These notes were originally prepared for two
short CPD (Continuing Professional Development)
"essential oils refresher" sessions which I led for
Professional Aromatherapy Network in South Yorkshire. I would
be glad to lead such sessions for other groups, e.g.
local/regional IFPA or IFA branches.
For list of other essential oil profiles see USES page. There is also a
separate page on the use of frankincense for arthritic
conditions in FRANKINCENSE
& MYRRH CREAM. To buy frankincense oil visit the ONLINE SHOP.
Also known as Olibanum. There is much confusion
over the botanical naming of different species. B. Carteri (not
carterii as often stated) is now classified as synonymous with
B. sacra. (1). B. serrata is Indian frankincense. It is
difficult to be sure which species oil has been distilled from,
and it is possible that resins from different species may get
mixed together (2).
Origin N.E. Tropical Africa (including Somalia) and the
Arabian Peninsula. Grows on limestone rocks. (3).
Extraction The bark of the tree is cut to release a
white gum resin which congeals into “tear” shapes, coloured
amber to orange-brown to reddish to white. Steam distillation
usually takes place in Europe. (4)
History The name is derived from Old French and means
“true incense” (3). Widely burnt e.g. in India, China and the
Catholic church. Used in large amounts in ancient Egypt in
ritual, in embalming, and in cosmetics and perfumes (4). Gift to
baby Jesus in the Christian Bible -signifying holiness (3). Wide
traditional medical use.
Contra-indications Tisserand & Balacs (5) give no
Chemistry Shirley & Len Price (6) list major
constituents as monoterpenes (alpha-pinene, alpha-thujene,
limonene, cymene, sabinene) with some sesquiterpenes, alcohols,
a ketone (verbenone) and an ester (octyl acetate). But many
identifications and chemical analyses in the literature are
“invalid, as the resin was bought from a market and not
necessarily collected in the country of purchase” (2).
Blending Suggestions Usually listed as a base note, but
not so persistent as sandalwood or vetiver. Base to middle? Goes
particularly well with the orange oils – orange, petitgrain,
neroli. Benzoin, black pepper, camomile Roman, caraway,
cardomom, cedarwood Atlas, Cedarwood Virginian, cypress, elemi,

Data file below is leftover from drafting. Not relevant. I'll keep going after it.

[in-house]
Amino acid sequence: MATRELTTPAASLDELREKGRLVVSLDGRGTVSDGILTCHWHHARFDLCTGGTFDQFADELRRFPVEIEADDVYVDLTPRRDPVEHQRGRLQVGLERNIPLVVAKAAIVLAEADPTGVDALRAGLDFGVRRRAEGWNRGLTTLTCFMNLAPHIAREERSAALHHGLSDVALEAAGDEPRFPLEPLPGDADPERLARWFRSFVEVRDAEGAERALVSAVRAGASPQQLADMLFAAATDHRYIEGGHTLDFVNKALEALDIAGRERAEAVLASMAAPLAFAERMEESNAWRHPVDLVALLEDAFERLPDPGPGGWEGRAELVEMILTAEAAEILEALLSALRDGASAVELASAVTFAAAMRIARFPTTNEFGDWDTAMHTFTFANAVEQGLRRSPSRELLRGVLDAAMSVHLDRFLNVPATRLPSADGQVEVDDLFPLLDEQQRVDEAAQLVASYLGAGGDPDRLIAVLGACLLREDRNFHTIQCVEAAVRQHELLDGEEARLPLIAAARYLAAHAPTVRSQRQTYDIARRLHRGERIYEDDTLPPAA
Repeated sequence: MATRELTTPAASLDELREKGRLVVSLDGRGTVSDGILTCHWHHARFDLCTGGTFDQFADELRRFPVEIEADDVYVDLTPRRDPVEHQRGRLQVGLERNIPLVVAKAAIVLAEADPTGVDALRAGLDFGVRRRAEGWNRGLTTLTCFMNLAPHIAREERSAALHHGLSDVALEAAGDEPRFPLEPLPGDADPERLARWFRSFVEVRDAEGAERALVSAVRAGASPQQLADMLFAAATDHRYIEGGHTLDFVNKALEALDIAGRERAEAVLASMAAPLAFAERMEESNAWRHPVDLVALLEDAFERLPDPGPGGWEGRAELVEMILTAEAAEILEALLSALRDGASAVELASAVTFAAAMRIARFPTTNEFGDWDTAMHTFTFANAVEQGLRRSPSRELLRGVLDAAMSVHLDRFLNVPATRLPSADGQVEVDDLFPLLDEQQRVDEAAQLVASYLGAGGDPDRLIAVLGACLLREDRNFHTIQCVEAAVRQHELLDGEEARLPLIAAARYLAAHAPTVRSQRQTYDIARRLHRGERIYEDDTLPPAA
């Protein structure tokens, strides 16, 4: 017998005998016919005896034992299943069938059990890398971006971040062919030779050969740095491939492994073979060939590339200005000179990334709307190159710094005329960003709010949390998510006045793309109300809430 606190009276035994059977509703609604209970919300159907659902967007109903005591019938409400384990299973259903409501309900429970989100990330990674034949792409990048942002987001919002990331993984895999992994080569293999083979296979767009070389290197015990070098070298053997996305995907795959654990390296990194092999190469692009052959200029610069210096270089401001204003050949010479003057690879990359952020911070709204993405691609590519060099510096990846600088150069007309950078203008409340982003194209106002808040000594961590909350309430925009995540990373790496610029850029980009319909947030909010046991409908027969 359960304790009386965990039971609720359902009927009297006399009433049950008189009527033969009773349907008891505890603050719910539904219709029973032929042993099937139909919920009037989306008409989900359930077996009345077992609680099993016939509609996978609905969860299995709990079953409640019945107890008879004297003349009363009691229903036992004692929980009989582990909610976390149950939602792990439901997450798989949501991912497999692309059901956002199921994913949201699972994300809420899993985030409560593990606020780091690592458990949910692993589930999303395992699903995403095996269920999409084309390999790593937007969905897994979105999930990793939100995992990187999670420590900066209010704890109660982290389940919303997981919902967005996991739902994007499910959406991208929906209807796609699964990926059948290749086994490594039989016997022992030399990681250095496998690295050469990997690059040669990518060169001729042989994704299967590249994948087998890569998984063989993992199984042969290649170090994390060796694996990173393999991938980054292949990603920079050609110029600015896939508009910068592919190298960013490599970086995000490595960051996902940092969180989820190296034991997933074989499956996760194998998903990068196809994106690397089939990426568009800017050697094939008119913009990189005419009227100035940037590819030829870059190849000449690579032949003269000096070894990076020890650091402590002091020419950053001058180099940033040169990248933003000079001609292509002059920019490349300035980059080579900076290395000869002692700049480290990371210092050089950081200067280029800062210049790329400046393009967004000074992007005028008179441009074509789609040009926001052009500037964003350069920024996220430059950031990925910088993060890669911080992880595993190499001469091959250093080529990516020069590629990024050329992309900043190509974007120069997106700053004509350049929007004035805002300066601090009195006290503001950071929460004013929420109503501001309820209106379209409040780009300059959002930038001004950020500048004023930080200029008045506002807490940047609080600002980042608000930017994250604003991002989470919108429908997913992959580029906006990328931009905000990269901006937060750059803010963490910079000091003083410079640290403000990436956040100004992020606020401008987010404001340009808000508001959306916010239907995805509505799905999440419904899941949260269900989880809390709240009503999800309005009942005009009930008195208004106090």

ginger, grapefruit, ho wood, jasmine, lavender, lemongrass,
mandarin, melissa, myrrh, myrtle, rockrose (aka cistus), rose,
rosewood, sandalwood, tea-tree, ylang ylang.
Anticatarrhal, antidepressive, antiseptic (esp. pulmonary),
astringent, cicatrisant, expectorant, immunostimulant, sedative,
Stress-related conditions, anxiety, depression, nervous tension.
Asthma, bronchitis, catarrh, colds, coughs, ?flu.
Dry skin, inflamed skin, mature skin, scars, ulcers, wounds.
Cystitis, dysmenorrhea, genito-urinary infections, heavy
Patricia Davis (7) says it can “slow down and deepen the
breath”, leading to “feelings of calm, which are very conducive
to prayer and meditation”. “It is also thought to help break
links with the past.” It would be interesting to know where that
last idea originated.
Details of some research into the
properties of frankincense are at Boswellin.com
(fairly technical), and links to many more pages, with brief
summaries, are at HerbMed.
and the Lost City of Ubar History.
Each of these sites has a picture
of a frankincense tree/trees, though little additional
Botanical Gardens NB this is a jpg file, not on an HTML
page as far as I can see - but opened OK in my browser.
Botanic Gardens, Kew; Plant Facts; Christmas
Reference - Frankincense
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Essentially Oils Newsletter, October 1999.
Essentially Oils Newsletter, May 2000.
3) Leonard Price, Oil of the Month: Frankincense, Aromatherapy
World, Winter 1991/92.
4) Julia Lawless, The Encyclopedia of Essential Oils, Element,
Shaftesbury, 1992, p.77.
5) Robert Tisserand, & Tony Balacs, Essential Oil Safety,
Churchill Livingstone, Edinburgh, 1995.
6) Shirley & Len Price, Aromatherapy for Health
Professionals, Churchill Livingstone, Edinburgh, 1995.
7) Patricia Davis, Aromatherapy - An A-Z, C. W. Daniel, Saffron
Walden, 2000 (revised ed.)
Other sources for information, present and past; books, articles
or other material by Martin Watt (safety); Jan Kusmirek, Jean
Valnet, Patricia Davis/London School of Aromatherapy, Robert
Tisserand, Valerie Ann Worwood.
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Paul Boizot. Information revised 15.3.04. Page
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My address from 30.04.12 is 14 Holly Bank Grove,
York YO24 4EA, U.K.
contact me on: 01904
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